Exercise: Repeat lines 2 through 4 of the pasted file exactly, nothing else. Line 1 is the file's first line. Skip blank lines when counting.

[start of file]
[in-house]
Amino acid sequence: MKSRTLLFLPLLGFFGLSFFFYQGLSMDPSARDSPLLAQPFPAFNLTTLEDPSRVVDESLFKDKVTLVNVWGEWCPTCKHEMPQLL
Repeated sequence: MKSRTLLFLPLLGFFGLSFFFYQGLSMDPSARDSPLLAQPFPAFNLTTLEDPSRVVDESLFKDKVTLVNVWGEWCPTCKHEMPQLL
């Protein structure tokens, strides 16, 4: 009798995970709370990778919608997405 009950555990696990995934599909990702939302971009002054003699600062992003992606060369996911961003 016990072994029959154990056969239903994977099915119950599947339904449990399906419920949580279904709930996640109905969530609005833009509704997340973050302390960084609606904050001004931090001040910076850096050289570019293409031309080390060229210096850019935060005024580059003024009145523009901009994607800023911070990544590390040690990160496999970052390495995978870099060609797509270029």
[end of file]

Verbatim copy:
Amino acid sequence: MKSRTLLFLPLLGFFGLSFFFYQGLSMDPSARDSPLLAQPFPAFNLTTLEDPSRVVDESLFKDKVTLVNVWGEWCPTCKHEMPQLL
Repeated sequence: MKSRTLLFLPLLGFFGLSFFFYQGLSMDPSARDSPLLAQPFPAFNLTTLEDPSRVVDESLFKDKVTLVNVWGEWCPTCKHEMPQLL
């Protein structure tokens, strides 16, 4: 009798995970709370990778919608997405 009950555990696990995934599909990702939302971009002054003699600062992003992606060369996911961003 016990072994029959154990056969239903994977099915119950599947339904449990399906419920949580279904709930996640109905969530609005833009509704997340973050302390960084609606904050001004931090001040910076850096050289570019293409031309080390060229210096850019935060005024580059003024009145523009901009994607800023911070990544590390040690990160496999970052390495995978870099060609797509270029």